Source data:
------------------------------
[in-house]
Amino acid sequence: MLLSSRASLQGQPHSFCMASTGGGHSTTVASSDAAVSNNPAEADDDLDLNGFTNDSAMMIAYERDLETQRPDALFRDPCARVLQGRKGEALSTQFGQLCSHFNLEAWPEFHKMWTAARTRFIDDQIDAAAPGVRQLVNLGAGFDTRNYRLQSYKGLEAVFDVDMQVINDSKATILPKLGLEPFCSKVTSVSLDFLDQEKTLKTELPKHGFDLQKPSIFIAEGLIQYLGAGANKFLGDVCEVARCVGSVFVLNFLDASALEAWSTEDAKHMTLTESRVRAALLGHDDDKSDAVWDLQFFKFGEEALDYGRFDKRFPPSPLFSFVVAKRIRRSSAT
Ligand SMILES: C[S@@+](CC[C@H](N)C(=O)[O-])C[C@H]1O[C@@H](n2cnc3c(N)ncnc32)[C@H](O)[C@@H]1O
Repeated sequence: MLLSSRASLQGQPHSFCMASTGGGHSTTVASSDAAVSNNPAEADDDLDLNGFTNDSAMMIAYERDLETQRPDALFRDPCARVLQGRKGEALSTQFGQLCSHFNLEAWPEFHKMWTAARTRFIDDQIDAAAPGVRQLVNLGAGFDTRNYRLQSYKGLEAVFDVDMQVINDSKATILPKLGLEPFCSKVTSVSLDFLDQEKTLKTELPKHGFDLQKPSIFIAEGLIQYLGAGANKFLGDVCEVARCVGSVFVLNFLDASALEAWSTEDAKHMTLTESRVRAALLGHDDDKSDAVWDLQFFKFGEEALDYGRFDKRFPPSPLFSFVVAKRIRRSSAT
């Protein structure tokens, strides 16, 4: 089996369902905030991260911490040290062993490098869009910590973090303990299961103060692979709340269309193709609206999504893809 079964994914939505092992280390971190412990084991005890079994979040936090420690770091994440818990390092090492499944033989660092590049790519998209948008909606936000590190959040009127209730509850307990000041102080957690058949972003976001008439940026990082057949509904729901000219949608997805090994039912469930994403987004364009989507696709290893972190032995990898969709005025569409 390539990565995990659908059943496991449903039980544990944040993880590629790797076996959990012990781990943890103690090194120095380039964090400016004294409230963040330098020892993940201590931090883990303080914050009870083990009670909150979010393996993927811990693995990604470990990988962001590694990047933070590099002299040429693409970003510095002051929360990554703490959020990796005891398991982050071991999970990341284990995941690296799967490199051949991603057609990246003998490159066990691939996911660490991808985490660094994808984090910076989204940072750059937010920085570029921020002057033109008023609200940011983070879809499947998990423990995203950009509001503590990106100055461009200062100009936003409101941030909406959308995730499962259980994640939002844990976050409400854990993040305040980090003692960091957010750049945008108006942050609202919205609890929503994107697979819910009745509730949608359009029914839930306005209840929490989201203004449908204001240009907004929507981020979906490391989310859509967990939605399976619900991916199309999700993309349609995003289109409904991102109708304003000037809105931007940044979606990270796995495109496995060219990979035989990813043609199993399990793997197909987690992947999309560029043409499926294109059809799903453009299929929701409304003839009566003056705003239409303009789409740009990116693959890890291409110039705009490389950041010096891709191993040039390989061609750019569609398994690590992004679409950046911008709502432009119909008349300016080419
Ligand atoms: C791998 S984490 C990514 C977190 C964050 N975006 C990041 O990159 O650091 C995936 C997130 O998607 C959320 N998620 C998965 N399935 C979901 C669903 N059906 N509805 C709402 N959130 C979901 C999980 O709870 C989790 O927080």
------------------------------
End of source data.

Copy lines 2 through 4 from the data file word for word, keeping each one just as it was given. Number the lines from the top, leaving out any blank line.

Amino acid sequence: MLLSSRASLQGQPHSFCMASTGGGHSTTVASSDAAVSNNPAEADDDLDLNGFTNDSAMMIAYERDLETQRPDALFRDPCARVLQGRKGEALSTQFGQLCSHFNLEAWPEFHKMWTAARTRFIDDQIDAAAPGVRQLVNLGAGFDTRNYRLQSYKGLEAVFDVDMQVINDSKATILPKLGLEPFCSKVTSVSLDFLDQEKTLKTELPKHGFDLQKPSIFIAEGLIQYLGAGANKFLGDVCEVARCVGSVFVLNFLDASALEAWSTEDAKHMTLTESRVRAALLGHDDDKSDAVWDLQFFKFGEEALDYGRFDKRFPPSPLFSFVVAKRIRRSSAT
Ligand SMILES: C[S@@+](CC[C@H](N)C(=O)[O-])C[C@H]1O[C@@H](n2cnc3c(N)ncnc32)[C@H](O)[C@@H]1O
Repeated sequence: MLLSSRASLQGQPHSFCMASTGGGHSTTVASSDAAVSNNPAEADDDLDLNGFTNDSAMMIAYERDLETQRPDALFRDPCARVLQGRKGEALSTQFGQLCSHFNLEAWPEFHKMWTAARTRFIDDQIDAAAPGVRQLVNLGAGFDTRNYRLQSYKGLEAVFDVDMQVINDSKATILPKLGLEPFCSKVTSVSLDFLDQEKTLKTELPKHGFDLQKPSIFIAEGLIQYLGAGANKFLGDVCEVARCVGSVFVLNFLDASALEAWSTEDAKHMTLTESRVRAALLGHDDDKSDAVWDLQFFKFGEEALDYGRFDKRFPPSPLFSFVVAKRIRRSSAT